Before joining the Freeholders, Mrs. Power was Manager of Community Relations for Bellcore and also worked as a Manager for AT&T.

She served on the boards of the Middlesex County Regional Chamber of Commerce and the Middletown and Piscataway Chambers of Commerce. She also served on the Board of Directors of the New Jersey Association for Elected Women Officials, and she pioneered the establishment of the Middlesex County Commission on the Status of Women.

In 2018, she was the recipient of the very first Trustee Spotlight Award from the New Jersey Council of County Colleges, which was established to recognize trustee excellence and dedication at the 18 community colleges in the state.

In accepting the award, Mrs. Power said she was inspired by women leaders of years past, such as Patricia Q. Sheehan, Mayor of the City of New Brunswick in the 1960’s; Helen Hurd, Dean at Rutgers University, who led the effort to create the Commission on the Status of Women; Anita Voorhees, Dean of Continuing Education at MCC, who was instrumental in helping women enter meaningful jobs in the workplace; and Edith McAndrew, the first woman ever elected to the Middlesex County Board of Chosen Freeholders.

“I love this job,” Mrs. Power said of her role as Trustee Chairman. “And when I see students who were chosen by their graduating class to join our Board of Trustees, and actively participate in our discussions, I can see first-hand that their training here has prepared them well for whatever they choose to pursue. A recent graduate, Pierfrancesco Giannini, regularly attended student events and came up with the idea of having a panel of recent alumni speak to current students about their life after MCC. Another, Sitwat Syed, was also an actively engaged student Trustee. She attended the Association of Community College Trustees National Legislative Summit in Washington and represented the viewpoint of community college students in meetings with Senator Bob Menendez and other members of the New Jersey congressional delegation. And there are so many more who are giving back.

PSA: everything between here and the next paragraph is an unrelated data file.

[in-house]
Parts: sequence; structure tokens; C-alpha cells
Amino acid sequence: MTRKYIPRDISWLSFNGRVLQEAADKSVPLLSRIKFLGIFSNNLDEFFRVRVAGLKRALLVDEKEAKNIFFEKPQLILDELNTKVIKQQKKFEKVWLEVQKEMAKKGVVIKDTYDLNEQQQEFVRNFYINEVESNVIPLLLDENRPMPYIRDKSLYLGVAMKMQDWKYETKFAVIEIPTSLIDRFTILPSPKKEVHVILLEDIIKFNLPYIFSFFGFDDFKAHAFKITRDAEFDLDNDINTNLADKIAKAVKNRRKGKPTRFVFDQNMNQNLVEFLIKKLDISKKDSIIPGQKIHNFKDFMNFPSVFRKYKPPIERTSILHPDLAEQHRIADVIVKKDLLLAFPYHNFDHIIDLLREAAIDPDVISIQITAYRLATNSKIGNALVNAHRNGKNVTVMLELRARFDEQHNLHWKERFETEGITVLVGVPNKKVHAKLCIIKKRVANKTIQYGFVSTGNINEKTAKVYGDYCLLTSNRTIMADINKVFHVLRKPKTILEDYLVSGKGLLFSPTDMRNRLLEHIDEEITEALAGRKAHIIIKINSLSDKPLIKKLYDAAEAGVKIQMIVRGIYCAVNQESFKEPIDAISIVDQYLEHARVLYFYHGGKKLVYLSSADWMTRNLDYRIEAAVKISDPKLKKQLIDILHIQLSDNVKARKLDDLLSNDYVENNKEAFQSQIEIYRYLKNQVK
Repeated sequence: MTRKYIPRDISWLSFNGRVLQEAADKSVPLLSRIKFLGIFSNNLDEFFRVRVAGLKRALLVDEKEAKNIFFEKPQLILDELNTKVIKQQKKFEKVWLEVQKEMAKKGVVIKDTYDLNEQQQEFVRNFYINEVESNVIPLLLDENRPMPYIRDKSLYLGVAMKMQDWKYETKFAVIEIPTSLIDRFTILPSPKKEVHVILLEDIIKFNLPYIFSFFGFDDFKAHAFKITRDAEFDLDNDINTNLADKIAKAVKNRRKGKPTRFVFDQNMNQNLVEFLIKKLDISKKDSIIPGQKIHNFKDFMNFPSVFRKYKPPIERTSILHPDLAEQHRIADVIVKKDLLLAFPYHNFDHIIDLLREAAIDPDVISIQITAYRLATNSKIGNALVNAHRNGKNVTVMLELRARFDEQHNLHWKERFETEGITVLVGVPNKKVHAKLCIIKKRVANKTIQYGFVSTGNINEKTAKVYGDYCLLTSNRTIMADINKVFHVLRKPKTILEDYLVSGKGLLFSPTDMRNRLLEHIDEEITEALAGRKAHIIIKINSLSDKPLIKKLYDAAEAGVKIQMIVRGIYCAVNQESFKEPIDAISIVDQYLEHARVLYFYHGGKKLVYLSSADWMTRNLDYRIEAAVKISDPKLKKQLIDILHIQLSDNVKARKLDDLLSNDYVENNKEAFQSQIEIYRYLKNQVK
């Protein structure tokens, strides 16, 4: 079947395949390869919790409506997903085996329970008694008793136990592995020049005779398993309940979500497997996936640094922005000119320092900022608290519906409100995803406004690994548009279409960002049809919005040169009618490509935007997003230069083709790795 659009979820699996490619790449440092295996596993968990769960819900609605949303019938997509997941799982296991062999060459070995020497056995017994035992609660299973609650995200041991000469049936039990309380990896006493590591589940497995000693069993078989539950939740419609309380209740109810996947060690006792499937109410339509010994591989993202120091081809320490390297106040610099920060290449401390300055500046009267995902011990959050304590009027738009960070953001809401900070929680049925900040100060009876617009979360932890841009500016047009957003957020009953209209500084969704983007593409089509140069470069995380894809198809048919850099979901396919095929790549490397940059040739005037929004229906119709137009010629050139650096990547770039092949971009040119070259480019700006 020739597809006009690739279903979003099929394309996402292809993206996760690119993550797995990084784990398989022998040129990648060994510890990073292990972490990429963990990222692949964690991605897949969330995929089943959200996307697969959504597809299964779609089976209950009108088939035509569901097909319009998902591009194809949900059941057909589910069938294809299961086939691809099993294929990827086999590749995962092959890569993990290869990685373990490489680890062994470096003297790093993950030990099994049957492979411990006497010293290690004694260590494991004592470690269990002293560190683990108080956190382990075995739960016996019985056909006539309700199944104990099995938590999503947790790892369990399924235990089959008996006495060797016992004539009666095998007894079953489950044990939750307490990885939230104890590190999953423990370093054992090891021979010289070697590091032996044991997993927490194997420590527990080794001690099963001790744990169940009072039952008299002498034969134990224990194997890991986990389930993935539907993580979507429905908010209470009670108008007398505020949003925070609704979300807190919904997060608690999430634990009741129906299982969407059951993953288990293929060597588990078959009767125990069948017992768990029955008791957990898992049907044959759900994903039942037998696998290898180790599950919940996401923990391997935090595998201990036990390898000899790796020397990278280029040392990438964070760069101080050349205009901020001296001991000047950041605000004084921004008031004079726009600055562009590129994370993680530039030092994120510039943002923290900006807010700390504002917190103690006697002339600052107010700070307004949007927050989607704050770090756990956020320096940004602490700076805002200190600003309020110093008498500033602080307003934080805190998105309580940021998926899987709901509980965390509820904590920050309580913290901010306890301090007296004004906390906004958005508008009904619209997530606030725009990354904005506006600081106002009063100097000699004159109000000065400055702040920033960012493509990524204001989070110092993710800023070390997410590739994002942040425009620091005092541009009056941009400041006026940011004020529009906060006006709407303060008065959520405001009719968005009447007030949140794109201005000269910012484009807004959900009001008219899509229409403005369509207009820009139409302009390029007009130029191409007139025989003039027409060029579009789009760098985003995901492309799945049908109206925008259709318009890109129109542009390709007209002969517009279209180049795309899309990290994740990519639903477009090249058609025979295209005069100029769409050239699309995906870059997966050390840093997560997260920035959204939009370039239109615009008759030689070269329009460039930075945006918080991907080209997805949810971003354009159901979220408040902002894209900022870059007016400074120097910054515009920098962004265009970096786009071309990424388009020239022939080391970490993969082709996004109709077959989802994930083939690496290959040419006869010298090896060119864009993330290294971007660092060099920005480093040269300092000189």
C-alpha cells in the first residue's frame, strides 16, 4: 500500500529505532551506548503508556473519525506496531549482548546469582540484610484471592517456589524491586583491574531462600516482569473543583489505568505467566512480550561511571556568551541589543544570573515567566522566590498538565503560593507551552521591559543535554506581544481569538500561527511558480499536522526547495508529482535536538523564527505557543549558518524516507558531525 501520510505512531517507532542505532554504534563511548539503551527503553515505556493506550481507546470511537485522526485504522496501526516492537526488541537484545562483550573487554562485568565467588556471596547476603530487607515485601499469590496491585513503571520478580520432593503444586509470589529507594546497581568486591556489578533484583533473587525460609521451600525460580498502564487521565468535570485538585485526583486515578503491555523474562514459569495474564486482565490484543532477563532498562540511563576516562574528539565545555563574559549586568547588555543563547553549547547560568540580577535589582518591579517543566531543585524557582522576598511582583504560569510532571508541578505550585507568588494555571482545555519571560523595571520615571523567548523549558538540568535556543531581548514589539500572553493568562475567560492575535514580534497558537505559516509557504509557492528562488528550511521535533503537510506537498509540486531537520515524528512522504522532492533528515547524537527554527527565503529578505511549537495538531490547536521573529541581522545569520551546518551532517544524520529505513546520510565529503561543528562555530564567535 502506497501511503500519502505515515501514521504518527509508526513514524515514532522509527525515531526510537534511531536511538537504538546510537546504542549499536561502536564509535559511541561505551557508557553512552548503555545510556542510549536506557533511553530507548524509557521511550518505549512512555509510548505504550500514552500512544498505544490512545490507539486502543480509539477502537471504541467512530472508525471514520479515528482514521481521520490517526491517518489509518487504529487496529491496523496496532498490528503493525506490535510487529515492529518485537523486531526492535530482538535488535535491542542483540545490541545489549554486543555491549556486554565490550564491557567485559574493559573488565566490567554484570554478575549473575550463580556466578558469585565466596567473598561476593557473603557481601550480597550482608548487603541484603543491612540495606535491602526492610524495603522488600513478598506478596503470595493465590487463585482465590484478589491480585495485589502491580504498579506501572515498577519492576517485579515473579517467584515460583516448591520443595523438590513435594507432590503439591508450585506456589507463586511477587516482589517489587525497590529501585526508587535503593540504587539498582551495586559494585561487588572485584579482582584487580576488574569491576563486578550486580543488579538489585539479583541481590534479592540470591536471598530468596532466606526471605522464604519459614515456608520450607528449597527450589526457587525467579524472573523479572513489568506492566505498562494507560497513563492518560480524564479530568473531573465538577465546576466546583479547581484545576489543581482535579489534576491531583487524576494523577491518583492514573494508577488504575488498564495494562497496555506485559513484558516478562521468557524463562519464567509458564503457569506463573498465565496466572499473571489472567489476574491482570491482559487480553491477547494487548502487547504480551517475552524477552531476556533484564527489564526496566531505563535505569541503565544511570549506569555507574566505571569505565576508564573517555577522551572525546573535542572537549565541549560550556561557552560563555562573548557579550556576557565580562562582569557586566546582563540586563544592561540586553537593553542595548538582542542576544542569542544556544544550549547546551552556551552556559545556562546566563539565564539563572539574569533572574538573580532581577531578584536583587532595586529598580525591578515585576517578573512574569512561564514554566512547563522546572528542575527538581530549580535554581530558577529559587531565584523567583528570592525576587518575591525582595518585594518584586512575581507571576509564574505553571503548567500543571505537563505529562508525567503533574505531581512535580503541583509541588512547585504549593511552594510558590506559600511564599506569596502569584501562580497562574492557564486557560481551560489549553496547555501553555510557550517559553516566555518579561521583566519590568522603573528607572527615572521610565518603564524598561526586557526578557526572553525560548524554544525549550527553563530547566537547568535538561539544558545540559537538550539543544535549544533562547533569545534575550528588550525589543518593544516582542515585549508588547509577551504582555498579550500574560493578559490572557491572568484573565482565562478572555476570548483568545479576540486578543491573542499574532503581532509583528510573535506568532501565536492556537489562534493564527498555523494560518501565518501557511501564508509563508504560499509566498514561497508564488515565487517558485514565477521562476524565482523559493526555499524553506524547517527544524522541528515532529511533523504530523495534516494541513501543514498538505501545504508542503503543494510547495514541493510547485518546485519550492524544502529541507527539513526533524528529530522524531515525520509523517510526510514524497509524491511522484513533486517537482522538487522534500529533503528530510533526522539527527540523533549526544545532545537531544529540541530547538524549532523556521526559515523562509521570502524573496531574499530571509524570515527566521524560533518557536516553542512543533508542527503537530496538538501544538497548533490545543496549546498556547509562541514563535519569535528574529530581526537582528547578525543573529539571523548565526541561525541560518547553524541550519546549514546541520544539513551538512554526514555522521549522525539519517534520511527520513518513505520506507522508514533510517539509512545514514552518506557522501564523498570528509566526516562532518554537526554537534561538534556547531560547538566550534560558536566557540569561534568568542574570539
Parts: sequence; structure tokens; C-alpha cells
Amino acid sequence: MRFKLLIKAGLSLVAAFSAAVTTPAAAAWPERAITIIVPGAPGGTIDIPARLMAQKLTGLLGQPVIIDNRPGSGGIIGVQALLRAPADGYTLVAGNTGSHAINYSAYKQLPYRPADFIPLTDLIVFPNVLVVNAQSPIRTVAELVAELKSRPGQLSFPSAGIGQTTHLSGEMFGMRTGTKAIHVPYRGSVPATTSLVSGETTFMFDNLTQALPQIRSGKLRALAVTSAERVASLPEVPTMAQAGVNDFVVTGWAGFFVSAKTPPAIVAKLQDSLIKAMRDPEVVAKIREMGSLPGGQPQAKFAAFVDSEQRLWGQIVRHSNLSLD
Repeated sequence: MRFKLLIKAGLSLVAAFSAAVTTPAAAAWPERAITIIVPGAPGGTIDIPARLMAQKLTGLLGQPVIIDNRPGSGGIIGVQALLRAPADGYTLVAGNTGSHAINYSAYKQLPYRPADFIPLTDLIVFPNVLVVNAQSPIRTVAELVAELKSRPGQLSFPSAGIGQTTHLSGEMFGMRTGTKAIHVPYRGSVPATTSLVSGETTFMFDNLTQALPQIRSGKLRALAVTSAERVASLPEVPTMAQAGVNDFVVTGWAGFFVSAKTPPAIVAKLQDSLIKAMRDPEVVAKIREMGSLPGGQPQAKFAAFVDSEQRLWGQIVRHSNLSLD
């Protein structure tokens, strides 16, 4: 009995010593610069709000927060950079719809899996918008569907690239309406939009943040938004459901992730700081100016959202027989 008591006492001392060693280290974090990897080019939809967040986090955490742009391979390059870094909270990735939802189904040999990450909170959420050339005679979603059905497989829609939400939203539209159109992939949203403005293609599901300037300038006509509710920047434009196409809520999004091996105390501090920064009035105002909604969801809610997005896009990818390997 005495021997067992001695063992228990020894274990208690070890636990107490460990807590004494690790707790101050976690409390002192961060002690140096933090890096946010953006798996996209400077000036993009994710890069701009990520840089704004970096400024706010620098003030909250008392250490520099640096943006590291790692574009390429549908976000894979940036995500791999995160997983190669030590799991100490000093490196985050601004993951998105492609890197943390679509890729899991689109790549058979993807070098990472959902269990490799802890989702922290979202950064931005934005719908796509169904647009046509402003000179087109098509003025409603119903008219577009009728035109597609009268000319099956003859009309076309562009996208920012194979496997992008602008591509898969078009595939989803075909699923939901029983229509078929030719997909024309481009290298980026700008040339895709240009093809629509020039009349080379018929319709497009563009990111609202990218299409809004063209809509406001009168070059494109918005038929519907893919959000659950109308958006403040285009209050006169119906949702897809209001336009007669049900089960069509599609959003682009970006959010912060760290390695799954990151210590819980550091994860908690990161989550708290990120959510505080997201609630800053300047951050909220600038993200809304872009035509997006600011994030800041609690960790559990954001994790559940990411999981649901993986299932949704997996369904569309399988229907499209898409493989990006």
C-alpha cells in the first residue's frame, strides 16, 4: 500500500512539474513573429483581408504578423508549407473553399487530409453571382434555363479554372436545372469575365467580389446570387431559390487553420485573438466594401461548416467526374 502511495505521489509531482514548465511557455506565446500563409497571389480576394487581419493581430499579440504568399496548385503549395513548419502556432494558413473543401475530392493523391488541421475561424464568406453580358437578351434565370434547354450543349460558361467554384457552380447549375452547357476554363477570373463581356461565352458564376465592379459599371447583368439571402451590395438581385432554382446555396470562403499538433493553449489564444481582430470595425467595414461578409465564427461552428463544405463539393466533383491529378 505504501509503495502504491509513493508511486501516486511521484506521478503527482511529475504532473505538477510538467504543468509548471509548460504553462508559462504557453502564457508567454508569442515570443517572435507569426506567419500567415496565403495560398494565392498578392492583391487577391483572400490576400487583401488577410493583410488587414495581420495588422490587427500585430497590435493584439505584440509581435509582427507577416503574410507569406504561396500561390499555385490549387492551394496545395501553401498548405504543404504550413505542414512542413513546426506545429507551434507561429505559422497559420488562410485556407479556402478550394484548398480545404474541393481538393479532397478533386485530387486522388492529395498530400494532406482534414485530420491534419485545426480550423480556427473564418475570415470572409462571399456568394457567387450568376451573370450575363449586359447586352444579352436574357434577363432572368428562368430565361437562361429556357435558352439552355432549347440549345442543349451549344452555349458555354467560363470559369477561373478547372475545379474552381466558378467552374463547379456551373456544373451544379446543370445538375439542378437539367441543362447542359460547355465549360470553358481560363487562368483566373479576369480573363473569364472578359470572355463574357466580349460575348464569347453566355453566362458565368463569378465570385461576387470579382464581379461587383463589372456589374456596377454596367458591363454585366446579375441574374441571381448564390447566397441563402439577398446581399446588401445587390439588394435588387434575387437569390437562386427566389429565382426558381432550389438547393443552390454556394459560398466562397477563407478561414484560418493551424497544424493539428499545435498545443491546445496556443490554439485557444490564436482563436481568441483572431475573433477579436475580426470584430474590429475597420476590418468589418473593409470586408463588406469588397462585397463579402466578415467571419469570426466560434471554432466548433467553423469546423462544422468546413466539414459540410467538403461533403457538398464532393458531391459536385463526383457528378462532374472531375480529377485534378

“Receiving this Award means a great deal to me. And if I can, if only in a small way, fulfill the meaning of what Paige L’Hommedieu has left in his path, then I am grateful to have the opportunity to be a part of his legacy.”

Gabrielle McLean, Alumni Representative

Gabrielle McLean, a 2020 graduate of Middlesex County College, was named Alumni representative to the College’s Board of Trustees. She will serve a one-year term that ends June 30, 2021.

Ms. McLean was a Liberal Arts/General major at MCC and is transferring to The College of New Jersey this fall, where she will major in Psychology, with a minor in Women’s, Gender and Sexuality Studies; she is also considering a minor in Sociology. She is planning to go to graduate school after graduating from TCNJ.

“Right now, I’m unsure of my career plans, but I think this academic program provides a wide range of options,” she said.

While at MCC, the Dean’s List student was President of the MCC Feminist Collective. She was also a member of the MCC chapter of Phi Theta Kappa, the international honor society for two-year colleges; the Humanities Honor Society; and Psi Beta, the psychology honor society. She was also a staff writer and photographer for Quo Vadis, the school newspaper, and a tutor at the Learning Center.

“My experience at MCC was great,” she said. “The professors were very helpful and supportive. I feel very well prepared for TCNJ.”

While a member of Phi Theta Kappa, she got to know Sitwat Syed, who was the alumni representative to the board last year.

“She helped me see what the role entailed, that I was there to provide the students’ perspective to the board,” Ms. McLean said. “Being able to contribute to MCC after I have left is a wonderful opportunity.”